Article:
The $124 billion supplemental appropriation is a good bill to oppose. I am pleased that many of my colleagues will join me in voting against this measure.
If one is unhappy with our progress in Iraq after four years of war, voting to de-fund the war makes sense. If one is unhappy with the manner in which we went to war, without a constitutional declaration, voting no makes equally good sense.
Voting no also makes the legitimate point that the Constitution does not authorize Congress to direct the management of any military operation– the president clearly enjoys this authority as Commander in Chief.
But Congress just as clearly is responsible for making policy, by debating and declaring war, raising and equipping armies, funding military operations, and ending conflicts that do not serve our national interests.
Congress failed to meet its responsibilities four years ago, unconstitutionally transferring its explicit war power to the executive branch. Even though the administration started the subsequent pre-emptive war in Iraq, Congress bears the greatest responsibility for its lack of courage in fulfilling its duties. Since then Congress has obediently provided the funds and troops required to pursue this illegitimate war.
We won’t solve the problems in Iraq until we confront our failed policy of foreign interventionism. This latest appropriation does nothing to solve our dilemma. Micromanaging the war while continuing to fund it won’t help our troops.
Here’s a new approach: Congress should admit its mistake and repeal the authority wrongfully given to the executive branch in 2002. Repeal the congressional sanction and disavow presidential discretion in starting wars. Then start bringing our troops home.
If anyone charges that this approach does not support the troops, take a poll. Find out how reservists, guardsmen, and their families–many on their second or third tour in Iraq–feel about it.
The constant refrain that bringing our troops home would demonstrate a lack of support for them must be one of the most amazing distortions ever foisted on the American public. We’re so concerned about saving face, but whose face are we saving? A sensible policy would save American lives and follow the rules laid out for Congress in the Constitution-and avoid wars that have no purpose.
The claim that it’s unpatriotic to oppose spending more money in Iraq must be laid to rest as fraudulent.
We should pass a resolution that expresses congressional opposition to any more undeclared, unconstitutional, unnecessary, pre-emptive wars. We should be building a consensus for the future that makes it easier to end our current troubles in Iraq.
It’s amazing to me that this Congress is more intimidated by political propagandists and special interests than the American electorate, who sent a loud, clear message about the war in November. The large majority of Americans now want us out of Iraq.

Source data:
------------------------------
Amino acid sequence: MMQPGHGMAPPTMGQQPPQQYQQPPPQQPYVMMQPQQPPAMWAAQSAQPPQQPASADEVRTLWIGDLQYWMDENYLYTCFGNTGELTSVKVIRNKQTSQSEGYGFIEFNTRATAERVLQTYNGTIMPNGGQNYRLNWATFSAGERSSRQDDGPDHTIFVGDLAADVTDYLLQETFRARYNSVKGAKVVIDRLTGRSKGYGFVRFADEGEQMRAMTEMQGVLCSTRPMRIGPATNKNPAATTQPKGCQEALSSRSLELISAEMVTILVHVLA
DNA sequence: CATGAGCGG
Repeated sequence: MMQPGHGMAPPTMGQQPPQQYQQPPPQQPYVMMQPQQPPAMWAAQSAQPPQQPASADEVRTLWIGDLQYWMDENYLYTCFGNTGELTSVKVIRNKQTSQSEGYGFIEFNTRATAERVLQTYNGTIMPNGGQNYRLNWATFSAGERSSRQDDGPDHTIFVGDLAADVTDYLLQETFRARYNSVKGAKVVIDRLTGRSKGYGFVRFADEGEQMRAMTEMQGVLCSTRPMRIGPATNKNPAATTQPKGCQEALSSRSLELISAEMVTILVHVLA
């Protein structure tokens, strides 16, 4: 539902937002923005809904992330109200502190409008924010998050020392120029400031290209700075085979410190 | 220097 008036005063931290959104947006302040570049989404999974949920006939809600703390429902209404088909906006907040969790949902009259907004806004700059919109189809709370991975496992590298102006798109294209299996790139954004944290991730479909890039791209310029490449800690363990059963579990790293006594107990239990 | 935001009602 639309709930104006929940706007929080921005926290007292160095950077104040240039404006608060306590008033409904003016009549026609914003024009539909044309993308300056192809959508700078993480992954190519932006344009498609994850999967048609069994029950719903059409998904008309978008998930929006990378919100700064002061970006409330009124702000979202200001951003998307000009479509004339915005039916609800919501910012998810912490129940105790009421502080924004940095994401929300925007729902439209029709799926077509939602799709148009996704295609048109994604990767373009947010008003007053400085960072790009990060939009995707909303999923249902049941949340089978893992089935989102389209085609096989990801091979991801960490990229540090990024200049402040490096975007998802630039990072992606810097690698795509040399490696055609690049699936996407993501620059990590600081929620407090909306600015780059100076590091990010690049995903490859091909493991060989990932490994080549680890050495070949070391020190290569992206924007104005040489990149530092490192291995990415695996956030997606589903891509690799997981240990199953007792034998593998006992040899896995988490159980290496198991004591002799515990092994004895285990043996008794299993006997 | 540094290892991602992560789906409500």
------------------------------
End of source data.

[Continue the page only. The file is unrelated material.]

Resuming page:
Our leaders cannot grasp the tragic consequence of our policies toward Iraq for the past 25 years. It’s time we woke them up.
We are still by far the greatest military power on earth. But since we stubbornly refuse to understand the nature of our foes, we are literally defeating ourselves.
In 2004, bin Laden stated that Al Qaeda’s goal was to bankrupt the United States. His second in command, Zawahari, is quoted as saying that the 9/11 attack would cause Americans to, “come and fight the war personally on our sand where they are within rifle range.”
Sadly, we are playing into their hands. This $124 billion appropriation is only part of the nearly $1 trillion in military spending for this year’s budget alone. We should be concerned about the coming bankruptcy and the crisis facing the U.S. dollar.
We have totally failed to adapt to modern warfare. We’re dealing with a small, nearly invisible enemy–an enemy without a country, a government, an army, a navy, an air force, or missiles. Yet our enemy is armed with suicidal determination, and motivated by our meddling in their regional affairs, to destroy us.
And as we bleed financially, our men and women in Iraq die needlessly while the injured swell Walter Reed hospital. Our government systematically undermines the Constitution and the liberties it’s supposed to protect– for which it is claimed our soldiers are dying in faraway places.
Only with the complicity of Congress have we become a nation of pre-emptive war, secret military tribunals, torture, rejection of habeas corpus, warrantless searches, undue government secrecy, extraordinary renditions, and uncontrollable spying on the American people. The greatest danger we face is ourselves: what we are doing in the name of providing security for a people made fearful by distortions of facts. Fighting over there has nothing to do with preserving freedoms here at home. More likely the opposite is true.
Surely we can do better than this supplemental authorization. I plan to vote no.
Ron Paul is a Republican congressman from Texas.